On Sunday, Nov. 13, 2017, the Shimon Perez Lodge of the Hebrew Order of David inducted its new officers. It was a wonderful event shared by the Brothers of the lodge, wives and national and international executive representatives of this noble order. Worthy Brother David Joss, North American Governing Lodge president, presided over the event. Worthy Brother Mario Oves, the vice president of the Governing Lodge of North America, came in from Atlanta. Worthy Brother Avron Krasner, president of the Governing Lodge of South Africa, traveled 6,000 miles for the ceremony.
The inducted executive board officers are Jeff Romick, president, Ivan Kahn, vice president; Gary Bonner, immediate past president; Matt Kurtzman, secretary; Joel Cane, treasurer; Martin Berk, master of ceremonies; Jeff Levitt, preceptor; and Warren Harmel, — scribe. Jeff Romick and Gary Bonner shared success stories of the past year. HOD focuses on service to the community and fostering brotherhood among the members of the organization. The HOD goals are to:
- Raise funds for worthwhile charities
- Support local institutions by the giving of our time
- Support brethren in time of their difficulties
- Promote the ideals and work of the Hebrew Order of David International within the community
- Enjoy ourselves while we organize and participate in all our activities
- Encourage our members to further their knowledge and understanding of the precepts and traditions of Judaism
Gary thanked the Brothers for their dedication, support, energy and participation. Jeff thanked the Brothers for making HOD a vibrant and meaningful organization. HOD is looking forward to another wonderful year of fun, learning and serving the community.
— Submitted by Jeff Romick
Tales from Camelot
Lakehill Preparatory School’s talented musical theater students took to the stage on Nov. 11 and 12, to present the beloved classic Camelot.
Borrowing from the Arthurian legends, Lerner and Loewe’s Camelot centers around an idealistic young King Arthur (played by an earnest Warren Lester), who hopes to create a kingdom built on honor and dignity, embodied by his Knights of the Round Table. His ideals, however, are tested when his lovely queen, Guinevere (played with great feeling and strong vocals by Lauren Bush), falls in love with the young knight Lancelot, and the fate of the kingdom hangs in the balance.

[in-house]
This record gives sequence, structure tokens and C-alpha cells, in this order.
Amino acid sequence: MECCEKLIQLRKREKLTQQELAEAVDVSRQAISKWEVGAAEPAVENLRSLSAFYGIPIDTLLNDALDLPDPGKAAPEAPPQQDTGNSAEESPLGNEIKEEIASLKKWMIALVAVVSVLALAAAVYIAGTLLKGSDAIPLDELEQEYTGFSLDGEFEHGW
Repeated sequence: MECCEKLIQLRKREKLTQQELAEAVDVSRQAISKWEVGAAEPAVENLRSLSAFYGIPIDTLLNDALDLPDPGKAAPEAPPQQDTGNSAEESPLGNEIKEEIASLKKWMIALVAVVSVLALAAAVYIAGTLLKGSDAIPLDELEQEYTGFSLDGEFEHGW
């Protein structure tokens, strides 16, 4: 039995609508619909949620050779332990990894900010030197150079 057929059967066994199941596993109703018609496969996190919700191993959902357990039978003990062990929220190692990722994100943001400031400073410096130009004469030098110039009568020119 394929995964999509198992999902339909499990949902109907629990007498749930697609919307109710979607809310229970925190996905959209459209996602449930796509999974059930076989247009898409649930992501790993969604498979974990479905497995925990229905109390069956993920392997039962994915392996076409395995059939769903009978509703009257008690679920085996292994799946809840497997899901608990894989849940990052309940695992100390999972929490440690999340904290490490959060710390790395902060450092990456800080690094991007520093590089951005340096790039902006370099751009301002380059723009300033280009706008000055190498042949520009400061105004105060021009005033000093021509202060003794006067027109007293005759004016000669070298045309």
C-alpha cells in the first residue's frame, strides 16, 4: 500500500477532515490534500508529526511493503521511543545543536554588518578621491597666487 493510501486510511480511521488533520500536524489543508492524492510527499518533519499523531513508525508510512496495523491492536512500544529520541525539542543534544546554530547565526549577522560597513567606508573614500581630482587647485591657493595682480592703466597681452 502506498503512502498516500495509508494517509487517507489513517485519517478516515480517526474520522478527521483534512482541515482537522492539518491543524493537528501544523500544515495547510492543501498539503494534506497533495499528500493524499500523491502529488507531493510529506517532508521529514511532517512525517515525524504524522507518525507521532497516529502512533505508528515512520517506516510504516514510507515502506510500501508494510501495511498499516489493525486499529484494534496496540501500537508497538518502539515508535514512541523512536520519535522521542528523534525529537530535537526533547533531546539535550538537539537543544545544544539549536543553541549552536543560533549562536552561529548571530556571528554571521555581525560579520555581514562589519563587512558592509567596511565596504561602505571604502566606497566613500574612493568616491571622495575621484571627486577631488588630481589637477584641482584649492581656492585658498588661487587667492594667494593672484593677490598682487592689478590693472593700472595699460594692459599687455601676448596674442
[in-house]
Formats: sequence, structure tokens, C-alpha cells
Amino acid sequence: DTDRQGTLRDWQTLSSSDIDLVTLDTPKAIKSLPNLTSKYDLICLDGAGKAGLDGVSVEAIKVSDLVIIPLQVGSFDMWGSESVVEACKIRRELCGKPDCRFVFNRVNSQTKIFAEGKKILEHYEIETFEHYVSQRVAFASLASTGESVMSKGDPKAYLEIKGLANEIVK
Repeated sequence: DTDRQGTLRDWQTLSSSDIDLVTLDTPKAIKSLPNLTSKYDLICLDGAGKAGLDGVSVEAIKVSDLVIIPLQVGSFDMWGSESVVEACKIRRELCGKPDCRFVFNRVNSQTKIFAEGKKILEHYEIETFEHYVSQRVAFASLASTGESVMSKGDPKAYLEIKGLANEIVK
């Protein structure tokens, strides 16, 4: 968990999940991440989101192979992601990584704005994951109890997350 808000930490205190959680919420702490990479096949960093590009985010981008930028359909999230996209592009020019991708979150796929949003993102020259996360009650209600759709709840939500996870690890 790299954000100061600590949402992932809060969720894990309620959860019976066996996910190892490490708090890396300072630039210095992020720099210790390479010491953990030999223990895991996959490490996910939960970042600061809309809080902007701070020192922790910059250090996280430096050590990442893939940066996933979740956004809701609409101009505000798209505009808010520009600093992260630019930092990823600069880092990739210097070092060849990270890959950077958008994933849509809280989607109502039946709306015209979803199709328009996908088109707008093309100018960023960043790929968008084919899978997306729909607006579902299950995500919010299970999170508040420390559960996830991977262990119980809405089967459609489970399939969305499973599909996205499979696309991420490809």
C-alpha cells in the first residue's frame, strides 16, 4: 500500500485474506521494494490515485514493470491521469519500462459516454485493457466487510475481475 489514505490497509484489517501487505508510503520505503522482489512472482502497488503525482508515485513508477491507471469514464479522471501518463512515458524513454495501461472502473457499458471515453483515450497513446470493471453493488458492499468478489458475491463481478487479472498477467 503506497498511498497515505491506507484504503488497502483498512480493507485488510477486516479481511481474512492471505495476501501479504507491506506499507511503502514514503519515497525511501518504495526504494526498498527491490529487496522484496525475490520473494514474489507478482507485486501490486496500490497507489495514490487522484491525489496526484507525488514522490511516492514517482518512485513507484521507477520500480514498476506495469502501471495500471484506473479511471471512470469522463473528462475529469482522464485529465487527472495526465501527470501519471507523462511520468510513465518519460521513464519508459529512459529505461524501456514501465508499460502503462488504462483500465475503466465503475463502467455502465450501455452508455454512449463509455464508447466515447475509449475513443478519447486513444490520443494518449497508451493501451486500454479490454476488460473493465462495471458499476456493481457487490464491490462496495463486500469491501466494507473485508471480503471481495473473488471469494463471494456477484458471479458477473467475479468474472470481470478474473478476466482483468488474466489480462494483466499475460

The production featured a collection of unforgettable songs centering on a well-rendered love triangle involving Arthur, Guinevere and Arthur’s right-hand man, Lancelot du Lac (Asher Chamoy), that depicts the conflict between love, honor and duty. Asher, a Lakehill freshman, is the son of Rita and Abraham Chamoy.
Chamoy was perfectly cast as an idealistic Lancelot who, despite his spiritual dedication, falls prey to human emotions. He captured Lancelot’s essential decency and nobility.
Jacob Besser provided a respite from the drama as Arthur’s ally King Pellinore, and Keegan Clendenin was a dynamic villain as Arthur’s evil, illegitimate son Mordred. Also shining in featured roles were Elizabeth Blanchard as the magical tutor Merlyn, Reese Brown as the enchantress Nimue, and Katie McKnight as the bewitching Morgan Le Fey.
The stripped-down stage was a perfect backdrop for the elaborate costumes. The Lakehill production showcased the talents of 33 Upper School students.
Lakehill’s production featured stage direction by Mark Guerra and musical direction by Tracy Herron. Jeff Lankov provided musical accompaniment, while Catherine D’Annibale coordinated the costumes. Second-grade teacher Emily Wolfe lent her talents as choreographer. Junior Kate Langley served as stage manager.
PFC Performing Arts Committee Chair Winnie Arrington and her team of parent volunteers helped bring Camelot to the stage.